The U.S. Consumer Product Safety Commission (CPSC) is requiring new flame mitigation devices on gas cans and other fuel containers in an effort to make them safer.
Each year, thousands of people go to emergency departments with burn injuries related to flammable liquids, CPSC said. Many burn incidents involve liquid fuel used on a backyard fire pit, a campfire, a bonfire or burning trash. Vapors from these liquids are invisible and dangerous.
Flame mitigation devices, such as flame arrestors, protect against flame jetting and container rupturing. Flame jetting is a phenomenon where an external ignition source – such as an open flame – causes a sudden ignition of fuel within a container and forcefully expels burning vapor and liquid from the mouth of the container, resulting in a blowtorch-like effect.
Container rupturing is like flame jetting, except the burning vapor and liquid are expelled through a rupture in the container.
Flame mitigation devices will be required on new gas cans and other containers that are sold empty, such as for kerosene and diesel, and on new containers that are sold pre-filled with fuels such as charcoal lighter fluid, liquid fireplace fuels and pre-mixed gasoline and engine fuel. Most fuel containers already have the safety device.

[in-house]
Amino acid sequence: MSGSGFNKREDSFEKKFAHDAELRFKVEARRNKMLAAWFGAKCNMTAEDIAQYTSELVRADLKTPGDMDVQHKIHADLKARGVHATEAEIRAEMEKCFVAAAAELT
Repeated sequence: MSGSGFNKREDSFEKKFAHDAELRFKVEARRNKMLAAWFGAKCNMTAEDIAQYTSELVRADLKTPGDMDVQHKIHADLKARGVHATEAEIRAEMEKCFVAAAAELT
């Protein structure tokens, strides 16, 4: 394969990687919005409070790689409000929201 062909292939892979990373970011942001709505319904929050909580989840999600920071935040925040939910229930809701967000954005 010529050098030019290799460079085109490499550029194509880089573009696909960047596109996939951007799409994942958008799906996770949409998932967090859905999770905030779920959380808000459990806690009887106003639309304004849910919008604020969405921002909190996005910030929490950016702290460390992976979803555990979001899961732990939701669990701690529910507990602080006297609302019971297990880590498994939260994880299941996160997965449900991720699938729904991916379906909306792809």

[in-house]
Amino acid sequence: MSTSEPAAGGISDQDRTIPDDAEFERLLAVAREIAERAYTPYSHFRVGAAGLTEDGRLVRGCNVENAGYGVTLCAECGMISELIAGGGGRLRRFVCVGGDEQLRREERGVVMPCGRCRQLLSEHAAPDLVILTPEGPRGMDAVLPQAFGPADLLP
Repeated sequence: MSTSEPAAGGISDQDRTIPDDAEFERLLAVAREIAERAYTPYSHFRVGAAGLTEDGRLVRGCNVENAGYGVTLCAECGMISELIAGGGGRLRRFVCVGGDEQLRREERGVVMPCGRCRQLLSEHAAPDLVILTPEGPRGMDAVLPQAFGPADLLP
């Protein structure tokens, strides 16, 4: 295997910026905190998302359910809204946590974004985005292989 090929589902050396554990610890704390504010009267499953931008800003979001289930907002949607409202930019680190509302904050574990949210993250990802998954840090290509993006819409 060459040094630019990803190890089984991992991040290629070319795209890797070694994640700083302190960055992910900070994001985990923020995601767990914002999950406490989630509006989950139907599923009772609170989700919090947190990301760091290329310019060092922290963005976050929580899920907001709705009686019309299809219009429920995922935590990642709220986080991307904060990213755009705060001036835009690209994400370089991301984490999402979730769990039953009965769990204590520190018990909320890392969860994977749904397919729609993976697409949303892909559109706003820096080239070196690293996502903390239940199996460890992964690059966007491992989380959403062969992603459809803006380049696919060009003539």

The new mandatory safety standard will go into effect in July 2023. Congress required the agency to put rules into place to protect consumers under the Portable Fuel Container Safety Act (PFCSA) of 2020.
The CPSC is also updating its child resistance requirements for closures on portable gas cans, and diesel and kerosene containers. These requirements became effective on December 22, 2022.
The revisions update the existing standard to reflect current gasoline container designs, remove ambiguities in the child test requirements, and create an adult test that reflects usage patterns. The revisions also apply requirements to aftermarket products such as pour spouts.